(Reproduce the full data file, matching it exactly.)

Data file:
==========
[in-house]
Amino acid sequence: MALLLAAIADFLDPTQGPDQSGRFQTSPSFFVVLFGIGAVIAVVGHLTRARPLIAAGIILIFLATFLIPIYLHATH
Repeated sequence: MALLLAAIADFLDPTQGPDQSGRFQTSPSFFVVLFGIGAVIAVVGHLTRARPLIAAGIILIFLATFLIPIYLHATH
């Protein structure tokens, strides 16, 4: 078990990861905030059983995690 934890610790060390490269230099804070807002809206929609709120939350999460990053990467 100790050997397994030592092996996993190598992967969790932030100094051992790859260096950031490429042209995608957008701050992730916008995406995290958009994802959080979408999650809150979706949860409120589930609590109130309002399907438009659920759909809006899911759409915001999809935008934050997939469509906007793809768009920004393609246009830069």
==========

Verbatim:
[in-house]
Amino acid sequence: MALLLAAIADFLDPTQGPDQSGRFQTSPSFFVVLFGIGAVIAVVGHLTRARPLIAAGIILIFLATFLIPIYLHATH
Repeated sequence: MALLLAAIADFLDPTQGPDQSGRFQTSPSFFVVLFGIGAVIAVVGHLTRARPLIAAGIILIFLATFLIPIYLHATH
């Protein structure tokens, strides 16, 4: 078990990861905030059983995690 934890610790060390490269230099804070807002809206929609709120939350999460990053990467 100790050997397994030592092996996993190598992967969790932030100094051992790859260096950031490429042209995608957008701050992730916008995406995290958009994802959080979408999650809150979706949860409120589930609590109130309002399907438009659920759909809006899911759409915001999809935008934050997939469509906007793809768009920004393609246009830069």